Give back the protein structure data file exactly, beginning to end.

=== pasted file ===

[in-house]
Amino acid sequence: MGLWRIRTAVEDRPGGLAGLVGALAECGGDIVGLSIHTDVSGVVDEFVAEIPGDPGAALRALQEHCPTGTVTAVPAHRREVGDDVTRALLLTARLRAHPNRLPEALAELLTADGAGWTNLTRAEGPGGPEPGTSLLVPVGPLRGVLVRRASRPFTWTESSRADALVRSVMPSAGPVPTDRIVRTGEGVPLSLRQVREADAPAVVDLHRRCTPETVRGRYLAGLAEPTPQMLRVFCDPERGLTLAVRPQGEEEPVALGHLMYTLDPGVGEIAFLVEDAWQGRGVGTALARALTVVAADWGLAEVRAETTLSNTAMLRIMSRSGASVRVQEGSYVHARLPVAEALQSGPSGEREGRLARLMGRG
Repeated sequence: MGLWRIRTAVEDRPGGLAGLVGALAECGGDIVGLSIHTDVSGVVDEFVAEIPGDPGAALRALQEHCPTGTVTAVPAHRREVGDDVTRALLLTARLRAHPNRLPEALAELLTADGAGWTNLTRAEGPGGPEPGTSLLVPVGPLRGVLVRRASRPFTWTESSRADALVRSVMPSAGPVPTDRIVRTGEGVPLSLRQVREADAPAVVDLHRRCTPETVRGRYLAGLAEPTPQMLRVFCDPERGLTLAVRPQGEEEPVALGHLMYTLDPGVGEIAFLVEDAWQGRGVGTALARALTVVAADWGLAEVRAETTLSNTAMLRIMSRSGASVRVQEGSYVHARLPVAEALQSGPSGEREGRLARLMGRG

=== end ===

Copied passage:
[in-house]
Amino acid sequence: MGLWRIRTAVEDRPGGLAGLVGALAECGGDIVGLSIHTDVSGVVDEFVAEIPGDPGAALRALQEHCPTGTVTAVPAHRREVGDDVTRALLLTARLRAHPNRLPEALAELLTADGAGWTNLTRAEGPGGPEPGTSLLVPVGPLRGVLVRRASRPFTWTESSRADALVRSVMPSAGPVPTDRIVRTGEGVPLSLRQVREADAPAVVDLHRRCTPETVRGRYLAGLAEPTPQMLRVFCDPERGLTLAVRPQGEEEPVALGHLMYTLDPGVGEIAFLVEDAWQGRGVGTALARALTVVAADWGLAEVRAETTLSNTAMLRIMSRSGASVRVQEGSYVHARLPVAEALQSGPSGEREGRLARLMGRG
Repeated sequence: MGLWRIRTAVEDRPGGLAGLVGALAECGGDIVGLSIHTDVSGVVDEFVAEIPGDPGAALRALQEHCPTGTVTAVPAHRREVGDDVTRALLLTARLRAHPNRLPEALAELLTADGAGWTNLTRAEGPGGPEPGTSLLVPVGPLRGVLVRRASRPFTWTESSRADALVRSVMPSAGPVPTDRIVRTGEGVPLSLRQVREADAPAVVDLHRRCTPETVRGRYLAGLAEPTPQMLRVFCDPERGLTLAVRPQGEEEPVALGHLMYTLDPGVGEIAFLVEDAWQGRGVGTALARALTVVAADWGLAEVRAETTLSNTAMLRIMSRSGASVRVQEGSYVHARLPVAEALQSGPSGEREGRLARLMGRG